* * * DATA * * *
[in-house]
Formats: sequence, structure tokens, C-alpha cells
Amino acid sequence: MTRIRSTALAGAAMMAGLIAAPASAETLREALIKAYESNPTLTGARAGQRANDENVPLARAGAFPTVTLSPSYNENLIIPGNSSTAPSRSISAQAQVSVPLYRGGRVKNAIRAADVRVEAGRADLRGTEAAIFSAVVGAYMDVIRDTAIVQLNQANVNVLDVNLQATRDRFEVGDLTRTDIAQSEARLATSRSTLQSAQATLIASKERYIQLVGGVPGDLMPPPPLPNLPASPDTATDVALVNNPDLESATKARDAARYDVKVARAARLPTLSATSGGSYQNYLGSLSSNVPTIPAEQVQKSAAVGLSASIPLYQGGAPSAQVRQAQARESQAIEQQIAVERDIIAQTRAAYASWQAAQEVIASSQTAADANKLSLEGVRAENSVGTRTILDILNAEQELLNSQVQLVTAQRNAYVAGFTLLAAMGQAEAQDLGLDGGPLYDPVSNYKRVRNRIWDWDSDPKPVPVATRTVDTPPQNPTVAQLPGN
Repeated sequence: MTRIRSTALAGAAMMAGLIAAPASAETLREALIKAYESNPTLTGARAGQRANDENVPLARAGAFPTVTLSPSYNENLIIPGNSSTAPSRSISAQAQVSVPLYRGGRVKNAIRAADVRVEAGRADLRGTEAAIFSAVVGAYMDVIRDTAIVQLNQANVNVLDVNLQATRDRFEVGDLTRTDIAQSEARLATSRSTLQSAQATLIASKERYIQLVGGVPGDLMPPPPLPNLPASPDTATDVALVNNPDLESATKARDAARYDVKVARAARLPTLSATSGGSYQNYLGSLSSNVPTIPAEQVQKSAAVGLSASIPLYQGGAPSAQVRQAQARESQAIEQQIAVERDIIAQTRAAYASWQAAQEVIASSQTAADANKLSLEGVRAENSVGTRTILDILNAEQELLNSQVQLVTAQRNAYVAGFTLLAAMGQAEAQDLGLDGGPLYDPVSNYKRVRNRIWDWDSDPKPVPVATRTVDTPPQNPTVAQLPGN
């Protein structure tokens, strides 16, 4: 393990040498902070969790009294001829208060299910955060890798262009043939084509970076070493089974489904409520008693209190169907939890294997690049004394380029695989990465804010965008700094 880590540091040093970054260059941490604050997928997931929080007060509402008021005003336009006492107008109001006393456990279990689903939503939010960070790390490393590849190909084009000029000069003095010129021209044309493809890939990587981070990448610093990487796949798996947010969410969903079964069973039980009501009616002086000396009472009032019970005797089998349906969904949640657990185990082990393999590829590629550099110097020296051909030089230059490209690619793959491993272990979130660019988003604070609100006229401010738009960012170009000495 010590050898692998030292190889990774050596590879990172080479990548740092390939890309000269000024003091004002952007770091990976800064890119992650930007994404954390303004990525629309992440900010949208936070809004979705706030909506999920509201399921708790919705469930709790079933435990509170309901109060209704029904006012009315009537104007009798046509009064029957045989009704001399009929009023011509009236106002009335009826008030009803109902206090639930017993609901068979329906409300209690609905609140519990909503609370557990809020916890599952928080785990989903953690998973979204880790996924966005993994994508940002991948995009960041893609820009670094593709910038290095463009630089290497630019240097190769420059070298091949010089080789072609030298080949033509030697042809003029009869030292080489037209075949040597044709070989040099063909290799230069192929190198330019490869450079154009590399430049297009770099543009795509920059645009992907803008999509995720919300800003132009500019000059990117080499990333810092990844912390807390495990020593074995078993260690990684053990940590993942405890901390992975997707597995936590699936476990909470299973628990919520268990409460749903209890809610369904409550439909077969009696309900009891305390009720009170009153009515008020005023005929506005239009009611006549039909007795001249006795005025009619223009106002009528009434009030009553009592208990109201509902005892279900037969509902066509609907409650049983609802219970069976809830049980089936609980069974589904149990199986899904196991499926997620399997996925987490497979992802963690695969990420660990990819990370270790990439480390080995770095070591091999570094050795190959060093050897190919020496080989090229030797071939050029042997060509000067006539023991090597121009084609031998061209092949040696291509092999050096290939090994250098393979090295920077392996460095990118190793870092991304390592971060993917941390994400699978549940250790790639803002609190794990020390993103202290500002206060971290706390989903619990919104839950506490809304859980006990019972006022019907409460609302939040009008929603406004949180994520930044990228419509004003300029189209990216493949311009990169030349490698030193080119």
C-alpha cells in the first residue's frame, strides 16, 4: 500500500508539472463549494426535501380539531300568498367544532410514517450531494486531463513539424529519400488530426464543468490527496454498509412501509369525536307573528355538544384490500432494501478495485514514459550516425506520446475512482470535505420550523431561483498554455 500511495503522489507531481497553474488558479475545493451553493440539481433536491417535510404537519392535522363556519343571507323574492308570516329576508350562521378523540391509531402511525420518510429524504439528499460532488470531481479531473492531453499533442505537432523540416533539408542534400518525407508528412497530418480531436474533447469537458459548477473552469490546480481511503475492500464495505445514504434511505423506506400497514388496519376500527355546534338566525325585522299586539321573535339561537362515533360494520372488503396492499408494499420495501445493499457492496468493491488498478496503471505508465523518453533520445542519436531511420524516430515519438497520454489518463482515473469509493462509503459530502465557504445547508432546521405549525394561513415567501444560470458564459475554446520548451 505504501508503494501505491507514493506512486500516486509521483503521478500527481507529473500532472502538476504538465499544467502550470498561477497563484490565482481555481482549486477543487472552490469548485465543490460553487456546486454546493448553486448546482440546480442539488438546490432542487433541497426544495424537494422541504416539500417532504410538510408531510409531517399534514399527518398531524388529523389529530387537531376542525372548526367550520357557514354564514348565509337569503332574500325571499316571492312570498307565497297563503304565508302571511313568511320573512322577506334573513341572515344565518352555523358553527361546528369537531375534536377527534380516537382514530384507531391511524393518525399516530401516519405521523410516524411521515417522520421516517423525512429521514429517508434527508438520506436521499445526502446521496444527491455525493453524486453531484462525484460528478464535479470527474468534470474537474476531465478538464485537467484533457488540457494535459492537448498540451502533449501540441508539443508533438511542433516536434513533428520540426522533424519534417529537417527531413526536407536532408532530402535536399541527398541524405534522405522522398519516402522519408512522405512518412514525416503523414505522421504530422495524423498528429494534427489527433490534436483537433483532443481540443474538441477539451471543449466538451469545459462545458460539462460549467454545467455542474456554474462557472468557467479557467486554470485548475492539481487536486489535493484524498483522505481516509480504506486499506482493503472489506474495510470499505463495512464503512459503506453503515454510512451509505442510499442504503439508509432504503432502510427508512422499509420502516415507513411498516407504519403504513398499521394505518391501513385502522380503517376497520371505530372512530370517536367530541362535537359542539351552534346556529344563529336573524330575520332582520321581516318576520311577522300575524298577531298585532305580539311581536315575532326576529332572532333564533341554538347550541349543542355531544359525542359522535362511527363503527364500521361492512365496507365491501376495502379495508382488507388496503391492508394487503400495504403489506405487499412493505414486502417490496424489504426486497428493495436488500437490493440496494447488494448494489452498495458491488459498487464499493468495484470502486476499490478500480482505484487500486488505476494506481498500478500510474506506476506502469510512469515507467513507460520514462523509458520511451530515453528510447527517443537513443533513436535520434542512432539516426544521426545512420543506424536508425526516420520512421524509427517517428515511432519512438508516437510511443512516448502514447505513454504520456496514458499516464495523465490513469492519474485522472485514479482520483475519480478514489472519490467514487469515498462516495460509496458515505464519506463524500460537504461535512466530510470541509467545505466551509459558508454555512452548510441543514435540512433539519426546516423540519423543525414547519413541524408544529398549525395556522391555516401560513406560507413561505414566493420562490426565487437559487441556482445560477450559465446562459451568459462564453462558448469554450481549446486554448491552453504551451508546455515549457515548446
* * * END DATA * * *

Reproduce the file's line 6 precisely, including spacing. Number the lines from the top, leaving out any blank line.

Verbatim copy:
C-alpha cells in the first residue's frame, strides 16, 4: 500500500508539472463549494426535501380539531300568498367544532410514517450531494486531463513539424529519400488530426464543468490527496454498509412501509369525536307573528355538544384490500432494501478495485514514459550516425506520446475512482470535505420550523431561483498554455 500511495503522489507531481497553474488558479475545493451553493440539481433536491417535510404537519392535522363556519343571507323574492308570516329576508350562521378523540391509531402511525420518510429524504439528499460532488470531481479531473492531453499533442505537432523540416533539408542534400518525407508528412497530418480531436474533447469537458459548477473552469490546480481511503475492500464495505445514504434511505423506506400497514388496519376500527355546534338566525325585522299586539321573535339561537362515533360494520372488503396492499408494499420495501445493499457492496468493491488498478496503471505508465523518453533520445542519436531511420524516430515519438497520454489518463482515473469509493462509503459530502465557504445547508432546521405549525394561513415567501444560470458564459475554446520548451 505504501508503494501505491507514493506512486500516486509521483503521478500527481507529473500532472502538476504538465499544467502550470498561477497563484490565482481555481482549486477543487472552490469548485465543490460553487456546486454546493448553486448546482440546480442539488438546490432542487433541497426544495424537494422541504416539500417532504410538510408531510409531517399534514399527518398531524388529523389529530387537531376542525372548526367550520357557514354564514348565509337569503332574500325571499316571492312570498307565497297563503304565508302571511313568511320573512322577506334573513341572515344565518352555523358553527361546528369537531375534536377527534380516537382514530384507531391511524393518525399516530401516519405521523410516524411521515417522520421516517423525512429521514429517508434527508438520506436521499445526502446521496444527491455525493453524486453531484462525484460528478464535479470527474468534470474537474476531465478538464485537467484533457488540457494535459492537448498540451502533449501540441508539443508533438511542433516536434513533428520540426522533424519534417529537417527531413526536407536532408532530402535536399541527398541524405534522405522522398519516402522519408512522405512518412514525416503523414505522421504530422495524423498528429494534427489527433490534436483537433483532443481540443474538441477539451471543449466538451469545459462545458460539462460549467454545467455542474456554474462557472468557467479557467486554470485548475492539481487536486489535493484524498483522505481516509480504506486499506482493503472489506474495510470499505463495512464503512459503506453503515454510512451509505442510499442504503439508509432504503432502510427508512422499509420502516415507513411498516407504519403504513398499521394505518391501513385502522380503517376497520371505530372512530370517536367530541362535537359542539351552534346556529344563529336573524330575520332582520321581516318576520311577522300575524298577531298585532305580539311581536315575532326576529332572532333564533341554538347550541349543542355531544359525542359522535362511527363503527364500521361492512365496507365491501376495502379495508382488507388496503391492508394487503400495504403489506405487499412493505414486502417490496424489504426486497428493495436488500437490493440496494447488494448494489452498495458491488459498487464499493468495484470502486476499490478500480482505484487500486488505476494506481498500478500510474506506476506502469510512469515507467513507460520514462523509458520511451530515453528510447527517443537513443533513436535520434542512432539516426544521426545512420543506424536508425526516420520512421524509427517517428515511432519512438508516437510511443512516448502514447505513454504520456496514458499516464495523465490513469492519474485522472485514479482520483475519480478514489472519490467514487469515498462516495460509496458515505464519506463524500460537504461535512466530510470541509467545505466551509459558508454555512452548510441543514435540512433539519426546516423540519423543525414547519413541524408544529398549525395556522391555516401560513406560507413561505414566493420562490426565487437559487441556482445560477450559465446562459451568459462564453462558448469554450481549446486554448491552453504551451508546455515549457515548446